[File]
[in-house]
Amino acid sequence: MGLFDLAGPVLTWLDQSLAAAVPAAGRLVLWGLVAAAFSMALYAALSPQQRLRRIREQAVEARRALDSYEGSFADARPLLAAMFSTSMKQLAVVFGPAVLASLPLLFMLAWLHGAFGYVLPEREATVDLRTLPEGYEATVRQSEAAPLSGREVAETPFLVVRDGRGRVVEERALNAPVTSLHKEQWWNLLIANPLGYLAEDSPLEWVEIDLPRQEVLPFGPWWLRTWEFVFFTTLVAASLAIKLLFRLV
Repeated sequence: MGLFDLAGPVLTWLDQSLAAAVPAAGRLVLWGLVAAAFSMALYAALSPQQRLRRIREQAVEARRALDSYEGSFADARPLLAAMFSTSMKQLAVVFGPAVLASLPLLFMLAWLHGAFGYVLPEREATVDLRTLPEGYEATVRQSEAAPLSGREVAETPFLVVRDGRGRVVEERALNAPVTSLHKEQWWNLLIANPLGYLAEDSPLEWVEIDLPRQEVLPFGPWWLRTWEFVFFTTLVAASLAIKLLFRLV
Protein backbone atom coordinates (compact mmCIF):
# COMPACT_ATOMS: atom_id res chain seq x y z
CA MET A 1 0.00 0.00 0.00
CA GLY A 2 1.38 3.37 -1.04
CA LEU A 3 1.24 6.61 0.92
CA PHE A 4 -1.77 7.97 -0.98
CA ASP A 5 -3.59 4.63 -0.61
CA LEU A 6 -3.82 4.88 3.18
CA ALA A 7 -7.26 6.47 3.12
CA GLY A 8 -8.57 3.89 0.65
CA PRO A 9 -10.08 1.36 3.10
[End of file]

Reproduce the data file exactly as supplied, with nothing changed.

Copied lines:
[in-house]
Amino acid sequence: MGLFDLAGPVLTWLDQSLAAAVPAAGRLVLWGLVAAAFSMALYAALSPQQRLRRIREQAVEARRALDSYEGSFADARPLLAAMFSTSMKQLAVVFGPAVLASLPLLFMLAWLHGAFGYVLPEREATVDLRTLPEGYEATVRQSEAAPLSGREVAETPFLVVRDGRGRVVEERALNAPVTSLHKEQWWNLLIANPLGYLAEDSPLEWVEIDLPRQEVLPFGPWWLRTWEFVFFTTLVAASLAIKLLFRLV
Repeated sequence: MGLFDLAGPVLTWLDQSLAAAVPAAGRLVLWGLVAAAFSMALYAALSPQQRLRRIREQAVEARRALDSYEGSFADARPLLAAMFSTSMKQLAVVFGPAVLASLPLLFMLAWLHGAFGYVLPEREATVDLRTLPEGYEATVRQSEAAPLSGREVAETPFLVVRDGRGRVVEERALNAPVTSLHKEQWWNLLIANPLGYLAEDSPLEWVEIDLPRQEVLPFGPWWLRTWEFVFFTTLVAASLAIKLLFRLV
Protein backbone atom coordinates (compact mmCIF):
# COMPACT_ATOMS: atom_id res chain seq x y z
CA MET A 1 0.00 0.00 0.00
CA GLY A 2 1.38 3.37 -1.04
CA LEU A 3 1.24 6.61 0.92
CA PHE A 4 -1.77 7.97 -0.98
CA ASP A 5 -3.59 4.63 -0.61
CA LEU A 6 -3.82 4.88 3.18
CA ALA A 7 -7.26 6.47 3.12
CA GLY A 8 -8.57 3.89 0.65
CA PRO A 9 -10.08 1.36 3.10